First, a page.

God loves hard work!
We last left Paul teaching in Athens in Acts chapter 17.
Vs 1-3 After these things Paul departed from Athens and went to Corinth. And he found a certain Jew named Aquila, born in Pontus, who had recently come from Italy with his wife Priscilla (because Claudius had commanded all the Jews to depart from Rome); and he came to them. So, because he was of the same trade, he stayed with them and worked; for by occupation they were tentmakers.
We don’t really know if Aquila and Priscilla were believers when they met Paul, or if they came to faith through Paul teaching them while working.
When needed Paul worked in a trade to support himself and his ministry. Sometimes that happens in ministry. There are times when God opens a door of provision for us when we have a need. There are other occasions when God opens a door of opportunity to provide for us when there is a need. This seems to be one of those opportunities that allows Paul to work to earn a bit of money, and to provide for himself.
God wants us to work hard, and He even created work for us to do. He said about Adam at the dawn of creation:
Then the LORD God took the man and put him in the garden of Eden to tend and keep it.
~ Genesis 2:15
And Paul writes about work quite a bit in his letters:
For even when we were with you, we commanded you this: If anyone will not work, neither shall he eat. For we hear that there are some who walk among you in a disorderly manner, not working at all, but are busybodies. Now those who are such we command and exhort through our Lord Jesus Christ that they work in quietness and eat their own bread.
~ ll Thessalonians 3:10-12
In his letters he also gives us advice on our ATTITUDE about the work that God gave us to do:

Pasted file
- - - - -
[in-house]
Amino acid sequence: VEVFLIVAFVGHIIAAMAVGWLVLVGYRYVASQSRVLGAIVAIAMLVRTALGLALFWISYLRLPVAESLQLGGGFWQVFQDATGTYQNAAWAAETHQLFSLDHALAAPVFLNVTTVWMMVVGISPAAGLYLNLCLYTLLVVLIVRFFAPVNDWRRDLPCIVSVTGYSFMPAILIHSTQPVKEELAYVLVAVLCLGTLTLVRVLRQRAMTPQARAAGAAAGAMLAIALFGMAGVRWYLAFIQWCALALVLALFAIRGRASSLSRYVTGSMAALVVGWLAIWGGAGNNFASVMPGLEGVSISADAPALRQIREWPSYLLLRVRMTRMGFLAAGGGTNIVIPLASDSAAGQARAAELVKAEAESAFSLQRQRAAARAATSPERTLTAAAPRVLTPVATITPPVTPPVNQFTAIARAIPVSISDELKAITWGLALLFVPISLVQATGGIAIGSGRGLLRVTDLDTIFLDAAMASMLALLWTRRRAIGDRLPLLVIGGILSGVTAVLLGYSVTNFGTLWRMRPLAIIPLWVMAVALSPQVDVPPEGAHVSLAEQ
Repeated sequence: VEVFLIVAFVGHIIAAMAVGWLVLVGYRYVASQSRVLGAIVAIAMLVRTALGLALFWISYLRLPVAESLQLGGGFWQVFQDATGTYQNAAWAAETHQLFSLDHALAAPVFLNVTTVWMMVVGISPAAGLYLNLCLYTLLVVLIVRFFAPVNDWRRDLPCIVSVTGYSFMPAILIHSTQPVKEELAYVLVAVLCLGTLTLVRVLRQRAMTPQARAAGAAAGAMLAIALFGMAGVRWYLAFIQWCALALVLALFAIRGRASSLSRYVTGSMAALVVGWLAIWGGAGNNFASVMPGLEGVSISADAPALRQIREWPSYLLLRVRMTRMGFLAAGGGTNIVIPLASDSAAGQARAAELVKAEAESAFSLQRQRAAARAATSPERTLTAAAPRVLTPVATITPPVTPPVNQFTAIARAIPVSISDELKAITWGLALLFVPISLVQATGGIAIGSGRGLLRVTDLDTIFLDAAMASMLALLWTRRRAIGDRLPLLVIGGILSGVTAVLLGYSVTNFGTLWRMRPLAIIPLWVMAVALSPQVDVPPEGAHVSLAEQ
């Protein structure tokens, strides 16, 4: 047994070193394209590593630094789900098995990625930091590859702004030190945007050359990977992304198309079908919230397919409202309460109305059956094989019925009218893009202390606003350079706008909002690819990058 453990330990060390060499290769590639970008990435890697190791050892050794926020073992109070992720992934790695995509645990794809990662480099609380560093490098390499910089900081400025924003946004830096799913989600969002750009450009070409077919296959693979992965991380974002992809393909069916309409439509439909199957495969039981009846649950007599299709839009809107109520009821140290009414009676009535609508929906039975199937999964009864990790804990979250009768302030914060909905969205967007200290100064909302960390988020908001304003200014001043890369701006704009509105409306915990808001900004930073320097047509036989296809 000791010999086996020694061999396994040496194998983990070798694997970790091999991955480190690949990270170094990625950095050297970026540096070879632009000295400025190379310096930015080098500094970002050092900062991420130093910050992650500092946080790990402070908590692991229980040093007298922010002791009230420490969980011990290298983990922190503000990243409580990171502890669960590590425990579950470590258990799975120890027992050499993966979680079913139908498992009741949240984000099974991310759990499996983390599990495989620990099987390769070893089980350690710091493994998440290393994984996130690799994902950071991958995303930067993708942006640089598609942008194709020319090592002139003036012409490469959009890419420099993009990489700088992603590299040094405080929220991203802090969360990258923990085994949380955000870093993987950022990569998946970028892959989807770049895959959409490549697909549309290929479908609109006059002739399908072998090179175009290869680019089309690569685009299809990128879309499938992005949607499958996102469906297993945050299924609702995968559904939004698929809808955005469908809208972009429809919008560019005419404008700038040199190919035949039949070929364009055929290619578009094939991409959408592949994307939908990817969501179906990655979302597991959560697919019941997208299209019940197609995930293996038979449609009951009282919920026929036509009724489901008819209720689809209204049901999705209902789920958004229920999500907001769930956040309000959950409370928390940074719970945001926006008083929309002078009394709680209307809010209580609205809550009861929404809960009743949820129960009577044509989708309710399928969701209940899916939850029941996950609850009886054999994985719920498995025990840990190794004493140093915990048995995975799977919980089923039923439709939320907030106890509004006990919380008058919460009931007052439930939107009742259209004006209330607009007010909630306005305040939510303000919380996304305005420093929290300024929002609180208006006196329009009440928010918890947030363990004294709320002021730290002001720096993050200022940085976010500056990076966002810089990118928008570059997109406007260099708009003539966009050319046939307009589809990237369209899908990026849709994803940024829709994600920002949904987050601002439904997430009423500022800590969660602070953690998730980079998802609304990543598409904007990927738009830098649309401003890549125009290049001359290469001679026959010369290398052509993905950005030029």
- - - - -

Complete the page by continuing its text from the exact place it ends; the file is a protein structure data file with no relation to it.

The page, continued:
And whatever you do in word or deed, do all in the name of the Lord Jesus, giving thanks to God the Father through Him.
~ Colossians 3:17
God through Paul is talking to anyone who serves, whether we serve at church, at work, at school, or in some other capacity. God wants us to do it as if we are serving Jesus Himself and not man.
Bondservants, be obedient to those who are your masters according to the flesh, with fear and trembling, in sincerity of heart, as to Christ; not with eyeservice, as men-pleasers, but as bondservants of Christ, doing the will of God from the heart, with goodwill doing service, as to the Lord, and not to men.
~ Ephesians 6:5-7
Follow God’s Holy Spirit
Vs 4-6 And he reasoned in the synagogue every Sabbath, and persuaded both Jews and Greeks. When Silas and Timothy had come from Macedonia, Paul was compelled by the Spirit, and testified to the Jews that Jesus is the Christ. But when they opposed him and blasphemed, he shook his garments and said to them, “Your blood be upon your own heads; I am clean. From now on I will go to the Gentiles.”
Many times in our Christian walk we feel “compelled by the Spirit” and we act on what we feel the Holy Spirit is prompting us to do. On some of those occasions, things don’t seem to work out the way we think they should. Here, Paul feels the Spirit prompting him to preach and teach. One might expect that if God were directing you or me to tell someone about Jesus, that they would welcome the message, come to faith, and find salvation, right? That’s not necessarily so! God’s plans are so much bigger than our plans.
Look at what happens to Moses back in the Old Testament. Here, God is “compelling” Moses to action:
“Go and gather the elders of Israel together, and say to them, ‘The LORD God of your fathers, the God of Abraham, of Isaac, and of Jacob, appeared to me, saying, “I have surely visited you and seen what is done to you in Egypt; and I have said I will bring you up out of the affliction of Egypt to the land of the Canaanites and the Hittites and the Amorites and the Perizzites and the Hivites and the Jebusites, to a land flowing with milk and honey.’ Then they will heed your voice; and you shall come, you and the elders of Israel, to the king of Egypt; and you shall say to him, ‘The LORD God of the Hebrews has met with us; and now, please, let us go three days’ journey into the wilderness, that we may sacrifice to the LORD our God.’ “But I am sure that the king of Egypt will not let you go, no, not even by a mighty hand. “So I will stretch out My hand and strike Egypt with all My wonders which I will do in its midst; and after that he will let you go.